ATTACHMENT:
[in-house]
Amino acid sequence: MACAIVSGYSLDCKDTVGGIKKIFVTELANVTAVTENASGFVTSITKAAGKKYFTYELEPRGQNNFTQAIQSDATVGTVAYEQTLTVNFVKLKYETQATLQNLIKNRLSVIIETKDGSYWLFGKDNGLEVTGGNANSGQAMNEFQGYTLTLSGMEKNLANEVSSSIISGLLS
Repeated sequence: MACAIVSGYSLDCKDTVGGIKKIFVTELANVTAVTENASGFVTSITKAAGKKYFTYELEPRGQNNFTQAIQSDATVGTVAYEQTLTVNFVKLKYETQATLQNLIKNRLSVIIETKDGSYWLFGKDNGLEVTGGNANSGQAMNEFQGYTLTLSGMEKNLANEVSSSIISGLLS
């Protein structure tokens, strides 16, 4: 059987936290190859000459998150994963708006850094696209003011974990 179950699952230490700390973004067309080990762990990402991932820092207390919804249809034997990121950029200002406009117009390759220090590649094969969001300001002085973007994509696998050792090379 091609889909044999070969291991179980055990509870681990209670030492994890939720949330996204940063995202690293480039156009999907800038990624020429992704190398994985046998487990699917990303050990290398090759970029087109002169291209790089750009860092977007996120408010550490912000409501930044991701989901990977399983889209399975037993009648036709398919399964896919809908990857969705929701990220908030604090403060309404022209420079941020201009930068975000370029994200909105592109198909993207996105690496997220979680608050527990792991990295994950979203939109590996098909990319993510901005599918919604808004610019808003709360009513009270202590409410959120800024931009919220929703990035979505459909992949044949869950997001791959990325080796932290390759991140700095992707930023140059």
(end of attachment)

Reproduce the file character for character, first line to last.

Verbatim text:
[in-house]
Amino acid sequence: MACAIVSGYSLDCKDTVGGIKKIFVTELANVTAVTENASGFVTSITKAAGKKYFTYELEPRGQNNFTQAIQSDATVGTVAYEQTLTVNFVKLKYETQATLQNLIKNRLSVIIETKDGSYWLFGKDNGLEVTGGNANSGQAMNEFQGYTLTLSGMEKNLANEVSSSIISGLLS
Repeated sequence: MACAIVSGYSLDCKDTVGGIKKIFVTELANVTAVTENASGFVTSITKAAGKKYFTYELEPRGQNNFTQAIQSDATVGTVAYEQTLTVNFVKLKYETQATLQNLIKNRLSVIIETKDGSYWLFGKDNGLEVTGGNANSGQAMNEFQGYTLTLSGMEKNLANEVSSSIISGLLS
């Protein structure tokens, strides 16, 4: 059987936290190859000459998150994963708006850094696209003011974990 179950699952230490700390973004067309080990762990990402991932820092207390919804249809034997990121950029200002406009117009390759220090590649094969969001300001002085973007994509696998050792090379 091609889909044999070969291991179980055990509870681990209670030492994890939720949330996204940063995202690293480039156009999907800038990624020429992704190398994985046998487990699917990303050990290398090759970029087109002169291209790089750009860092977007996120408010550490912000409501930044991701989901990977399983889209399975037993009648036709398919399964896919809908990857969705929701990220908030604090403060309404022209420079941020201009930068975000370029994200909105592109198909993207996105690496997220979680608050527990792991990295994950979203939109590996098909990319993510901005599918919604808004610019808003709360009513009270202590409410959120800024931009919220929703990035979505459909992949044949869950997001791959990325080796932290390759991140700095992707930023140059």